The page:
This is a fake book by a fictional character, which I don’t completely understand, but I’m totally on board. CBR10 Review 26.

UnknownDoes anyone else watch the extremely binge-worthy Younger? I didn’t give it a chance at first, mostly because it’s on TVLand, which pretty much makes me think of old Taxi reruns and that Betty White sitcom Hot in Cleveland. As much as I adore Sutton Foster, I just assumed it was dumb.

My tv critic friend convinced me otherwise. Her tweets about how funny and charming this show was made me realize I was missing out. So on a trip to Cape Cod last summer, I quickly made my way through the first few seasons.

And reader, I loved it.

It’s hilarious and charming and dirty and addicting. Sutton Foster plays Liza, a suburban divorcee in her 40s whose daughter is off to college. She decides she needs to go back to work (she worked in publishing in her 20s) but nobody is interested in hiring her. She’s too old, too stale, too much of a mom. So Liza pretends to be in her 20s, gets a job, gets a hot Brooklyn boyfriend, and lies to everyone she meets about her double life.


She has a magnetic attraction to her boss, Charles, who is tall, handsome, rich, and also married. Charles’ wife is estranged from him, she disappeared over a year ago, abandoning him and their two young daughters and their Upper East Side lifestyle. Of course, just as things between Charles and Liza are heating up, she appears. She writes a book about her year away, Liza becomes her editor, and their lives become even more entwined.


Marriage Vacation is the pretend story of Pauline’s year away, written by a character who doesn’t exist in real life. Similar to the book that Jane Villanueva wrote on Jane the Virgin, this is a fun new trend in books — ghost writing books written by fictional characters.

I have no idea who really wrote this book, but I know it wasn’t Pauline Brooks or the actress who plays her (the lovely Jennifer Westfeldt. And on a side note, im so glad she’s not with Jon Hamm anymore.)

On a weekend trip to a friends wedding in California, Pauline realizes that she is increasingly dissatisfied with who she has become since she married Charles. She is a wife and a mother and the manager of their home and social lives. But she isn’t a writer. And that was always her dream.

Somehow, her weekend away turns into a few more days. And then turns into a sudden trip to Thailand, planned in a drunken haze with her flighty college roommate. The roommate never shows up, but Pauline stays in the Thai jungle for almost a year, writing and working in a Burmese refugee camp.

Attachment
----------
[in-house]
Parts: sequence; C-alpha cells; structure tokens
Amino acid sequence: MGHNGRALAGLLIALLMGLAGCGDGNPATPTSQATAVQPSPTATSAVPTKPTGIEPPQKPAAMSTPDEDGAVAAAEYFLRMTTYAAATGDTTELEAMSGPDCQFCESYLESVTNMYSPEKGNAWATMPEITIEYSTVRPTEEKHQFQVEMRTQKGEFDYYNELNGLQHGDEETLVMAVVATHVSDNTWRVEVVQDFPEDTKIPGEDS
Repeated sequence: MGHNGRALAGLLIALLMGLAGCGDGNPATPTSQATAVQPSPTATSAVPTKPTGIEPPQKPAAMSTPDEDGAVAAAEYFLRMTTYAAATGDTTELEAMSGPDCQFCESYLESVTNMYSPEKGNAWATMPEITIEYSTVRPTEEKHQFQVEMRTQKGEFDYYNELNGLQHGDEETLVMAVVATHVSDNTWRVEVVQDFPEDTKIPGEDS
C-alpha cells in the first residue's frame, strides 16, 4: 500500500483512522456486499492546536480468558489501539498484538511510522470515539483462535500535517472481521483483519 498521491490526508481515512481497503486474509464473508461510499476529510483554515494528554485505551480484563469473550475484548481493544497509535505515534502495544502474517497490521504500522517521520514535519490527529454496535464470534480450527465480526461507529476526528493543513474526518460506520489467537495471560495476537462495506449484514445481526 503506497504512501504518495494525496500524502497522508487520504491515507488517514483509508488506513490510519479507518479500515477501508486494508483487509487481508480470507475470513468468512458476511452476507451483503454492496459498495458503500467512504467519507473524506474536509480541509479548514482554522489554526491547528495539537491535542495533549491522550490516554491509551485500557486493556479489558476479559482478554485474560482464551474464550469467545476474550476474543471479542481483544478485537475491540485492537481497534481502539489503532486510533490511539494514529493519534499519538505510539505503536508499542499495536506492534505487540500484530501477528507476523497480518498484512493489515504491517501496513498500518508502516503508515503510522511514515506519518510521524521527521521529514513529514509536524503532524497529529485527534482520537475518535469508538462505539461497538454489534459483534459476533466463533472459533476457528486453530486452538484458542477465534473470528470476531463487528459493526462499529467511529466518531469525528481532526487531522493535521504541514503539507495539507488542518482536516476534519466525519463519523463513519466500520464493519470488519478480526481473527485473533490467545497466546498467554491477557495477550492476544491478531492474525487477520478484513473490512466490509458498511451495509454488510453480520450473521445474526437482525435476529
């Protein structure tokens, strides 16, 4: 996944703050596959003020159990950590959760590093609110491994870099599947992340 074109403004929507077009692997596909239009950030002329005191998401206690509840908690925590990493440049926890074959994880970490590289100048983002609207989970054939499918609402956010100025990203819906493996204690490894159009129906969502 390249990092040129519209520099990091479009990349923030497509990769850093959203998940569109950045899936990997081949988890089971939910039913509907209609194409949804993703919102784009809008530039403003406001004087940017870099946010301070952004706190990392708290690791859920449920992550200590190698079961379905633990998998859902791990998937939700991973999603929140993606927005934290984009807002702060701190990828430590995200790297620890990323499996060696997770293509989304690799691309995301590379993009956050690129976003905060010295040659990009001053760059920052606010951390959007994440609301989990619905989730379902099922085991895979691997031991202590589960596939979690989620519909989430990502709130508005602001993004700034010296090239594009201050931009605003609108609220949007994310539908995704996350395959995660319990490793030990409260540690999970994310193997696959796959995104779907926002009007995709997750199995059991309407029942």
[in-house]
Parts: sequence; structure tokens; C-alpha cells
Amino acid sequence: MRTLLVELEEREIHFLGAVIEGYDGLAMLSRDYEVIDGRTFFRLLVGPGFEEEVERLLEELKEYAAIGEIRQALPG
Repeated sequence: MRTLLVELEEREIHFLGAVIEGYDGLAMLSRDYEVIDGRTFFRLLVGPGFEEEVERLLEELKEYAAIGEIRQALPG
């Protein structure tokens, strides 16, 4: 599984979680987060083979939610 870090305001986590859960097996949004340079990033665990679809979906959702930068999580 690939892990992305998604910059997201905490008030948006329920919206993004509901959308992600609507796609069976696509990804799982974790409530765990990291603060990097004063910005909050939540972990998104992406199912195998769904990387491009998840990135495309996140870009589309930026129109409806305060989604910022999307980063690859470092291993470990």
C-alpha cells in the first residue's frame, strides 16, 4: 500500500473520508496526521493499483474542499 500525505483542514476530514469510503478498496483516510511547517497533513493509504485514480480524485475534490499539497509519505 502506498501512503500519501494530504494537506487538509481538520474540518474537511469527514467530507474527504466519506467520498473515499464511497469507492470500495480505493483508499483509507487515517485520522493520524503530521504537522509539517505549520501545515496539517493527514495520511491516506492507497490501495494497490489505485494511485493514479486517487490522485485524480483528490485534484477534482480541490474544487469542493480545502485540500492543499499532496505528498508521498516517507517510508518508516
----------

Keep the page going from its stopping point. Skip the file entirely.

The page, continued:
As time goes on, Pauline rediscovers herself, but finds her marriage dissolving and her relationship with her daughters more distant with each phone call. But Pauline keeps extending her trip, even while realizing that every day she stays away will make things worse when she finally gets home.

This book was fun, for sure. A breezy, summer read. But I have issues.

While I get that being the wife of a high-powered NYC publishing guru is demanding and that high society life probably isn’t the best use of her writing degree, I really hated how she deserted her children. I get that motherhood is hard and that marriage is hard. But leaving your VERY YOUNG daughters for a year without warning? I can’t work with that. She deserved to be served with Charles’ divorce papers. She abandoned her family. Unacceptable.

Of course I’m glad that she came back happy and healthy and writing. And that her time away made her realize how much she loved Charles. But leaving the girls was a hurdle I couldn’t get over. A year is a very long time when kids are that small.

Also, Jennifer Westfeldt is adorable. But never in life would I believe that she just spent a year roughing it in the jungle and working at a refugee camp. She looks petite and perfect, more like she had been enjoying Canyon Ranch for the past year.


I don’t know how things are going to go on the show…I don’t know if Charles will end up with Liza or Pauline or hell, even Diana Trout (who is a national treasure).


But i feel like the end of this book is a pretty unlikely outcome — I think the damage that Charles and Pauline did to their marriage is pretty much irreparable. And I think they will both come out stronger and more aware, better partners for their future matches.

And yes, I realize these are characters on a tv show.

And for those who do watch the show, yes, page 58 is kind of hot.


0 Responses to “This is a fake book by a fictional character, which I don’t completely understand, but I’m totally on board. CBR10 Review 26.”

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